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Please Stop Saving the Economy

Eakinomics:  Please Stop Saving the Economy

As the Washington Post is reporting, some Senate Democrats have evidently concluded that the $1.9 trillion American Rescue Plan does not constitute enough support. The senators sent a letter asking the president to “include recurring direct payments and automatic unemployment insurance extensions tied to economic conditions in your Build Back Better long-term economic plan.” Recurring payments are just that: periodic (how frequently they are sent is not specified) checks (no amount indicated) to qualified (no discussion of targeting) individuals. Automatic unemployment insurance is the notion that more generous (e.g., with a federal bonus) or long-lasting (past the usual 26 weeks) unemployment insurance (UI) would stay in place until the unemployment rate fell below a specified level (the “trigger”). In some cases, the duration and generosity of the UI would steadily diminish as the unemployment rate fell.

It is hard to understand the point of these proposals. After all, they are argued to be part of the post-recovery economic policy. Why should the government be sending additional checks? After all, the Bureau of Economic Analysis reports that real personal disposable income (in the aggregate) is up 13.3 percent over January 2020, one reason that real spending on goods is up 9.9 percent. Granted, real spending on services is down 7.0 percent, but this is an artifact of COVID-19 fears. Moreover, the data in tracktherecovery.org show that this decline is concentrated in affluent zip codes. Spending in lower-income zip codes is up over last year.

What economic problem is this largesse supposed to solve?

My concern with adding automatic UI is the political logic. I understand that the ivory tower crowd believes it can write down a blackboard formula that will work in the unforeseeable future; a formulaic, automatic policy would certainly be better than anything done by the incompetent Congress that such a policy is trying to circumvent. But let’s think about it. Right now, the federal bonus being proposed is $400 per week, which leads to 50 percent of workers being paid better on UI than on their previous job. That figure is too high, and there is no reason why the political crowd won’t make it even more generous when setting up the program for a hypothetical future. Similarly, they will worry about “pulling the rug out” too soon and so set the trigger for reducing UI at far too low an unemployment rate. The upshot will be a UI system designed to inhibit labor-market participation and job creation.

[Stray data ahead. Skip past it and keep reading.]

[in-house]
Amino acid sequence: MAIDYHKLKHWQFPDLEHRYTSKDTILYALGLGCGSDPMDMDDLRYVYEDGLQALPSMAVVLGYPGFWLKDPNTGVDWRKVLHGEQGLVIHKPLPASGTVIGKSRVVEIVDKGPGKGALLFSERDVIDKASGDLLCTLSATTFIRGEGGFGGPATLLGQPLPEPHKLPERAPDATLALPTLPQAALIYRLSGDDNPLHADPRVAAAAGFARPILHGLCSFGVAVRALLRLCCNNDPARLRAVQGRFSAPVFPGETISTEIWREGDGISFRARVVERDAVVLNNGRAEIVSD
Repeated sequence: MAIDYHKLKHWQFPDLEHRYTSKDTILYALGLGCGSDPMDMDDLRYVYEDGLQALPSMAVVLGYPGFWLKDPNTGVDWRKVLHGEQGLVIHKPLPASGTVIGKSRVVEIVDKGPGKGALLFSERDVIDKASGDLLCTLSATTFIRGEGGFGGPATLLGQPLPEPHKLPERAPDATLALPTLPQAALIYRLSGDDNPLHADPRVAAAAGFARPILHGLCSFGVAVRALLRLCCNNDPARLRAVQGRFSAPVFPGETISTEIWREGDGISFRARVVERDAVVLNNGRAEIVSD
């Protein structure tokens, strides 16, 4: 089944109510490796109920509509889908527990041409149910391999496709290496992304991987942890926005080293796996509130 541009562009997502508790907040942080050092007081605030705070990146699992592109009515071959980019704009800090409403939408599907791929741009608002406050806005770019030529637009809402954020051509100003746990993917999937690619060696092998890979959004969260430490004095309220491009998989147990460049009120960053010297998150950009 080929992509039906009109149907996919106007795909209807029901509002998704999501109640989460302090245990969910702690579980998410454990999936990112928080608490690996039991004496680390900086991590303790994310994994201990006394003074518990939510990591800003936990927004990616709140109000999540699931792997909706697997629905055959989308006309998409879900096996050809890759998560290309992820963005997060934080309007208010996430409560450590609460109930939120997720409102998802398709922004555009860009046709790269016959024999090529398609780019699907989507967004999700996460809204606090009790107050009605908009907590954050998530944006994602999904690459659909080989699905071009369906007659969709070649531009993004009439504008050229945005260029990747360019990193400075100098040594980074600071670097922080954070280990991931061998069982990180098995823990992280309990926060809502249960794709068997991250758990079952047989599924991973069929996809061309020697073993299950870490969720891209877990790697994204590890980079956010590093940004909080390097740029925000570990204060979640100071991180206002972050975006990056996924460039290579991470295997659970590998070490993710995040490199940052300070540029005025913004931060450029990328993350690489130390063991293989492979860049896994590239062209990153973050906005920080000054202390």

None of these ideas has any real merit because they do not address a real problem. The existing fiscal response has succeeded in restarting economic growth and job creation. The only remaining impediment is conquering the threat of serious COVID-19, at which point the economy will be cleared for takeoff.


Fact of the Day

According to a 2016 estimate, the legislative branch consisted of about 30,000 employees on a budget of $4.5 billion per year, while the executive branch had grown to 4.1 million employees and budget of $3.9 trillion.